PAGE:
14 Sep 2020
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How To Prevent White Mold

If you’re seeing white mold in your soybeans fields this year, there’s not much you can do for this year’s crop at this point. However, being able to identify and manage the disease in the coming years will be critical.

photoWhite mold favors conditions where soil moisture is adequate, canopy closure is there or close, and moderate temperatures (less than 85 degrees Fahrenheit) are observed. If you are finding white mold in your fields now, the sclerotia can overwinters and will try to infect future soybean crops.  Sclerotia are the small black structures that look like rat droppings fount on the plant. 

The year following white mold presence in your soybeans, any of the remaining sclerotia that is found in the top two inches of soil can produce mushroom-like structures called apothecia. Apothecia will only be produced if the weather, soil and canopy structure are fitting for growth.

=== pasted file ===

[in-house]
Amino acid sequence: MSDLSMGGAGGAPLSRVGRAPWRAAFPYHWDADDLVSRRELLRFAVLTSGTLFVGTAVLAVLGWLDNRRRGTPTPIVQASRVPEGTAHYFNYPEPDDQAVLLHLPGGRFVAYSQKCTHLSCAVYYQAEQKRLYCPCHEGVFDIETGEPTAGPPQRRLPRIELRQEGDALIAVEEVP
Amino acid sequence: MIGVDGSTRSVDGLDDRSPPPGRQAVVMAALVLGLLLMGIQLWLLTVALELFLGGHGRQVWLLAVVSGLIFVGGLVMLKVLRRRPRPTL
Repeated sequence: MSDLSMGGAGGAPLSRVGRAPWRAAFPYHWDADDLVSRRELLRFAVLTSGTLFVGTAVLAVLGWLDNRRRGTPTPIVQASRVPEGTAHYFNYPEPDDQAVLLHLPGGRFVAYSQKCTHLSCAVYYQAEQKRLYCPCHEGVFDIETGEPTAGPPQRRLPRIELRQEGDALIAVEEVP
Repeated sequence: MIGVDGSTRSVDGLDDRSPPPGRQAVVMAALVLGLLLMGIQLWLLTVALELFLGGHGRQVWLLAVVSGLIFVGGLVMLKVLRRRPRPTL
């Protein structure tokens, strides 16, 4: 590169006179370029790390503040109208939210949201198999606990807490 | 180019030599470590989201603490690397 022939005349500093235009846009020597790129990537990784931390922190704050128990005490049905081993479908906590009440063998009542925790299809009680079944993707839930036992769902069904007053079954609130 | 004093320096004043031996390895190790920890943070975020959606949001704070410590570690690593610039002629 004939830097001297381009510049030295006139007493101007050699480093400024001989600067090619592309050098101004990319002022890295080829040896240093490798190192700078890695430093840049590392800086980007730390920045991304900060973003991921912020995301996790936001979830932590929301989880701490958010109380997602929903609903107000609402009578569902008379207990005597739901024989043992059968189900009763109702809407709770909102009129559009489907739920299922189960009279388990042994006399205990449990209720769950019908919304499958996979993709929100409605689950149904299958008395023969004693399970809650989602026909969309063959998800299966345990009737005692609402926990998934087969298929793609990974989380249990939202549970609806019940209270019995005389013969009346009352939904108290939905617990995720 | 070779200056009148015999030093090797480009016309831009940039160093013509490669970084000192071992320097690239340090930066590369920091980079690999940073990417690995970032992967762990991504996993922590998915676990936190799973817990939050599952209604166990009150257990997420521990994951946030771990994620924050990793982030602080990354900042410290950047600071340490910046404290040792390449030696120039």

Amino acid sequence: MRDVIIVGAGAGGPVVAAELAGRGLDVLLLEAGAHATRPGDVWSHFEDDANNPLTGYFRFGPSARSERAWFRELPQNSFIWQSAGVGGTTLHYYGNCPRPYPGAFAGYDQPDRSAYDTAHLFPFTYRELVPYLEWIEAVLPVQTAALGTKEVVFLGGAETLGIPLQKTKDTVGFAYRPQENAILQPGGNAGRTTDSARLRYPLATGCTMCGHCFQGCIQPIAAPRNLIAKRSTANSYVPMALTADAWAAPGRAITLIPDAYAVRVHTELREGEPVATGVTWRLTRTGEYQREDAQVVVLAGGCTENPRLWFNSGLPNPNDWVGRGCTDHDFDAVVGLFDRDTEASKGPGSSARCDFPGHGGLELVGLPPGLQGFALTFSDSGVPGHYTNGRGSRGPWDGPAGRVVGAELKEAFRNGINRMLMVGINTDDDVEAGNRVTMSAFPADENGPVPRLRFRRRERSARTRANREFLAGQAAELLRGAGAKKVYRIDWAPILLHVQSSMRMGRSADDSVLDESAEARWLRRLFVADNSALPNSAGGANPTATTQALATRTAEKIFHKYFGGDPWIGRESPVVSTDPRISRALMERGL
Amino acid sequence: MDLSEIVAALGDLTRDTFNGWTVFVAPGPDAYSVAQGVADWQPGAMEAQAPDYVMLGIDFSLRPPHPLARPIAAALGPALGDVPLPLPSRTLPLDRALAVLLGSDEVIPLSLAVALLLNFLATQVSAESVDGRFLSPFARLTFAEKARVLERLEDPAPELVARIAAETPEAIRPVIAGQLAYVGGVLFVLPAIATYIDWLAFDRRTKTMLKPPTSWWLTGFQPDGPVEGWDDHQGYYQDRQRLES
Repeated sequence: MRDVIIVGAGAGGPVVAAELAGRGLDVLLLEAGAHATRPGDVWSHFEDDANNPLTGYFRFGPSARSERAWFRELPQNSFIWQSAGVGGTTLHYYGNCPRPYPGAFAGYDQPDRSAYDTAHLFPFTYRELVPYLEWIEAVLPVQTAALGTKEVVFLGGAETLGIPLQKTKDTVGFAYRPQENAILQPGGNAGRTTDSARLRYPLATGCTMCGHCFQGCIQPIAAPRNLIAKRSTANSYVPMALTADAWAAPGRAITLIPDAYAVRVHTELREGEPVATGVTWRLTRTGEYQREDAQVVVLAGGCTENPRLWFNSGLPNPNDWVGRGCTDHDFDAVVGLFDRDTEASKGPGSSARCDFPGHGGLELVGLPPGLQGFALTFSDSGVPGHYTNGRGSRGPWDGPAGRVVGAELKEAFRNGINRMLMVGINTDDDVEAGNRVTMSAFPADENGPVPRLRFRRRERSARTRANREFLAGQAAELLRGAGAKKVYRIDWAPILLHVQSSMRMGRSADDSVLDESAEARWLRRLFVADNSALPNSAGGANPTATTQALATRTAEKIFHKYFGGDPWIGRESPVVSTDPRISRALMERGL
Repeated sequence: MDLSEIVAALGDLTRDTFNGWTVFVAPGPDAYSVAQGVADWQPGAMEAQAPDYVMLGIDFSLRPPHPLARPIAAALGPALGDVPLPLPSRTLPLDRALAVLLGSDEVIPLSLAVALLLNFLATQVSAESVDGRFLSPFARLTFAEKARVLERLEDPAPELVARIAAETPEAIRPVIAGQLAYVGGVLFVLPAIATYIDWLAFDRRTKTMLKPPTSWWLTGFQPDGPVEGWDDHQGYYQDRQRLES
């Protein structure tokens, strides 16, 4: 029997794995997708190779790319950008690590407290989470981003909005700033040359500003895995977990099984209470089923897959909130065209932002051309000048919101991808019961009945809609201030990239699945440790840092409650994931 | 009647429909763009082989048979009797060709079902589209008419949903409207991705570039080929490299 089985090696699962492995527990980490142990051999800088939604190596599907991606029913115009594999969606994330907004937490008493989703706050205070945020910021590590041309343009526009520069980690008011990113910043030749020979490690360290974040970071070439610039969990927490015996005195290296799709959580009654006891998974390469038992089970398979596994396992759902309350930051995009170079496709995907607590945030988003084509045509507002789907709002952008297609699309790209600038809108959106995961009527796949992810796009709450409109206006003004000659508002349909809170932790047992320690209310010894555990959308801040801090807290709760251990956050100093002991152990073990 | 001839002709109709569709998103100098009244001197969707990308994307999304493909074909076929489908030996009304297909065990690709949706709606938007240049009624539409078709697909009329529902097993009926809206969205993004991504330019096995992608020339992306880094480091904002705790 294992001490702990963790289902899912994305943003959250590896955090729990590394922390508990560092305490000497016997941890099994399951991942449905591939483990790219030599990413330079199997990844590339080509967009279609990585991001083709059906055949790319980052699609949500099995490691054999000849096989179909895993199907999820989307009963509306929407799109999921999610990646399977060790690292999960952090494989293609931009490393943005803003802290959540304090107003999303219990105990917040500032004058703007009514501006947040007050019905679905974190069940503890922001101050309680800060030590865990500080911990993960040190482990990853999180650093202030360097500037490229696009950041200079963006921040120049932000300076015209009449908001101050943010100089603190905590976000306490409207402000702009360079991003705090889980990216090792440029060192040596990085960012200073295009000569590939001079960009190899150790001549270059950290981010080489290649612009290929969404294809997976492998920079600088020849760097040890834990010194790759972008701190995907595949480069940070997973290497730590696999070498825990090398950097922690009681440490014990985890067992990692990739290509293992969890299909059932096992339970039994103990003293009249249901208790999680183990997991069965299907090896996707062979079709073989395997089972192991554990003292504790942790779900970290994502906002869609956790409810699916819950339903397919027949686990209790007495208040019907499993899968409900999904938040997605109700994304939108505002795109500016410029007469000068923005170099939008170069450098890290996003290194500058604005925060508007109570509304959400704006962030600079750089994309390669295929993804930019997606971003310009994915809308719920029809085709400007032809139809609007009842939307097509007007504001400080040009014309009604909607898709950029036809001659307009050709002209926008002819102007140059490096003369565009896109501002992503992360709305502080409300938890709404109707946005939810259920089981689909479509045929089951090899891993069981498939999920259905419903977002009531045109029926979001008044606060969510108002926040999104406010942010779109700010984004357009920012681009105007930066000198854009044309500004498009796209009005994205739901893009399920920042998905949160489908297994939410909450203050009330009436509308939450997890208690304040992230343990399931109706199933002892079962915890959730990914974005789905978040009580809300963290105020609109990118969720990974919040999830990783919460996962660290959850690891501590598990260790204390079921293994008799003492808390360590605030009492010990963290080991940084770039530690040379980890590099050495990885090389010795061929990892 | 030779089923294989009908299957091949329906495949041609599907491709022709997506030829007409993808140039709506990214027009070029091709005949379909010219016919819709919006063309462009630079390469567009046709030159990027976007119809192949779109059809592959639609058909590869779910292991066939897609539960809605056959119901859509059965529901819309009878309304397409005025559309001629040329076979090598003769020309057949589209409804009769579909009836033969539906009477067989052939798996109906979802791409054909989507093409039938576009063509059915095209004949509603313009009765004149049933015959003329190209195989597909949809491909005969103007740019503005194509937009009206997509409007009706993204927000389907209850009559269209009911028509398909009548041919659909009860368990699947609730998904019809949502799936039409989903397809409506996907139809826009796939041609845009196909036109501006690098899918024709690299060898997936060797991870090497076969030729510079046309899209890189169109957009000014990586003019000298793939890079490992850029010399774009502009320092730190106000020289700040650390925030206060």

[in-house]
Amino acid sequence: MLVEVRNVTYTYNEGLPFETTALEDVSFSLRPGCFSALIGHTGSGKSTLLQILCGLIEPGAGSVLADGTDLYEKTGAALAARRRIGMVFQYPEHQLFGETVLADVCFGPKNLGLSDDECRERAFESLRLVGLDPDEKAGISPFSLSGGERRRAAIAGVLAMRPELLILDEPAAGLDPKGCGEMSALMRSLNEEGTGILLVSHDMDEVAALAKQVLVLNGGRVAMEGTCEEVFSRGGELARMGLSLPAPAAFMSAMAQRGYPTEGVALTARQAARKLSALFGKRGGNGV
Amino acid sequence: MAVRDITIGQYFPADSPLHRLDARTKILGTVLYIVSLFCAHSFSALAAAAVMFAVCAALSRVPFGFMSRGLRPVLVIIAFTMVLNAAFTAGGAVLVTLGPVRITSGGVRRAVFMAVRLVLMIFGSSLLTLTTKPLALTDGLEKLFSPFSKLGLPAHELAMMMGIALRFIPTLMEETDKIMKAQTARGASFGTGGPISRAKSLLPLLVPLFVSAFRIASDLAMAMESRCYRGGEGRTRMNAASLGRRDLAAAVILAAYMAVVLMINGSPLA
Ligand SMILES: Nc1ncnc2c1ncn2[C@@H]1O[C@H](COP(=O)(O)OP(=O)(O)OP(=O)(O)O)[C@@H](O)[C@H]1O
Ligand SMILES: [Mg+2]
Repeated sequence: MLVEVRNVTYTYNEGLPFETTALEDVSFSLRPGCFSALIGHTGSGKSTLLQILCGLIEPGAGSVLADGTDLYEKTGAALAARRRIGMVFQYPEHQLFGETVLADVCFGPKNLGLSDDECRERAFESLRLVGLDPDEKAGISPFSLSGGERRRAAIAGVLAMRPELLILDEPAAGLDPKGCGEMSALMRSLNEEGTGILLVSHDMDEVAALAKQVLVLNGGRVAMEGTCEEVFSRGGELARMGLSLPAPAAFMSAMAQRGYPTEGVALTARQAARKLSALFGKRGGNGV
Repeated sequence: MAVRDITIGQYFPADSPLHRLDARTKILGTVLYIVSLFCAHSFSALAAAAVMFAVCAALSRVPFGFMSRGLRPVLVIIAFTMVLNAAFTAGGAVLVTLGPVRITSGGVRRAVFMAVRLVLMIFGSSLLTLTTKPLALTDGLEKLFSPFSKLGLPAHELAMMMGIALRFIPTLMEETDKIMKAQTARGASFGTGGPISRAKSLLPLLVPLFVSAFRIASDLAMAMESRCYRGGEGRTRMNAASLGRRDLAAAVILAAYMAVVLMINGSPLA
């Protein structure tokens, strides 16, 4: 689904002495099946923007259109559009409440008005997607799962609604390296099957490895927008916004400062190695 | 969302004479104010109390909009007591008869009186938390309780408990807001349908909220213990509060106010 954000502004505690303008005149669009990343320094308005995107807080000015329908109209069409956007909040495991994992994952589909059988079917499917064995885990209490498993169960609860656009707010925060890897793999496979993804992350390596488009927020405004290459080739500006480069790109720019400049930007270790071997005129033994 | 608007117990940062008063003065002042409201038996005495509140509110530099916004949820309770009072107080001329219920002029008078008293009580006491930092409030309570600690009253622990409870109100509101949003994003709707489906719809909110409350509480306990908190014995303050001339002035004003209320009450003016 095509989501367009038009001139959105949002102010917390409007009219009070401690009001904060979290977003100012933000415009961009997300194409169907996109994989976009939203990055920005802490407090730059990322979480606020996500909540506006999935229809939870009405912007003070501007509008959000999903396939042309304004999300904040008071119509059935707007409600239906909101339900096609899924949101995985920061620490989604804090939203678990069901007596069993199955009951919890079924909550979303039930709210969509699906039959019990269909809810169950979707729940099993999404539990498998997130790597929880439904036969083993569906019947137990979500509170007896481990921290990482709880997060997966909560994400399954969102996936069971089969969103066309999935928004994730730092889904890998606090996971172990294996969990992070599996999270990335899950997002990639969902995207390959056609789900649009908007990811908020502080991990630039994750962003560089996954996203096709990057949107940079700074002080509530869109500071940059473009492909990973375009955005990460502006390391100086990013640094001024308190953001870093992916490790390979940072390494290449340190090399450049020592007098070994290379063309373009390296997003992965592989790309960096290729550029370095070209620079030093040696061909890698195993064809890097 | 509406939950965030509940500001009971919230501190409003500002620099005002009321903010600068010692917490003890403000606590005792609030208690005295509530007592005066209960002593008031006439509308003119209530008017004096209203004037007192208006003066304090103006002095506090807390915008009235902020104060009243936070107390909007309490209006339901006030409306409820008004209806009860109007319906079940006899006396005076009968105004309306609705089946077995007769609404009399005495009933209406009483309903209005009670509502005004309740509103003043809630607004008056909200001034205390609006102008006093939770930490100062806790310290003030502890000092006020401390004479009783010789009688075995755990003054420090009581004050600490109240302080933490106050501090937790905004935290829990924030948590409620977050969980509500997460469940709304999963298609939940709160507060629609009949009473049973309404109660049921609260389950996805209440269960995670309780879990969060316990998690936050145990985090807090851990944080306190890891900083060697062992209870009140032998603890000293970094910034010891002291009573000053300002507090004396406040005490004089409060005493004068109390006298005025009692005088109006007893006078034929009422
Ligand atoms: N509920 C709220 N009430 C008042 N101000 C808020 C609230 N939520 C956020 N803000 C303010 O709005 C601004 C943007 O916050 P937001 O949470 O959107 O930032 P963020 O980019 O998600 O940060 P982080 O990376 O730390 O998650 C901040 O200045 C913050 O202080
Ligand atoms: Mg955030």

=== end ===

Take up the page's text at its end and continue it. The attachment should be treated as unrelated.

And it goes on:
photo2The spores that come out of the apothecia are called ascospores, and apothecia can produce millions of them. Ascospores can only infect the plant through a soybean flower, and if infection occurs, lesions will form that damage and girdle the stems. Once girdled, the plant will shut down and die.

To manage White Mold, consider planting with wider row spacing. If you have been planting soybeans in 7.5”-15” rows in the past, consider 30” row spacing to allow more air movement between the rows.  More air movement will keep the soil drier, which inhibits spore development.

Another consideration is reducing your planting population. There have been numerous studies showing that low soybean populations will still yield well, so consider reducing populations to allow more air flow through the canopy.

No-till practices can be used to manage White Mold, as well. Last year’s crop residue will act as a natural barrier and when the apothecia emerge, they will shoot their ascospores right into last years corn stalks.  If the spores cannot reach a flower, they cannot infect the plant.

Fungicides are also an option and there are several fungicides labeled for white mold. If you’re using a fungicide to manage white mold, make sure your application is done between R1-R3.

If you have questions about White Mold, or any soybean disease, contact your local LG Seeds Technical Team Agronomist or STAR Partner.


Photo Credit: Michigan State University - MSU Extension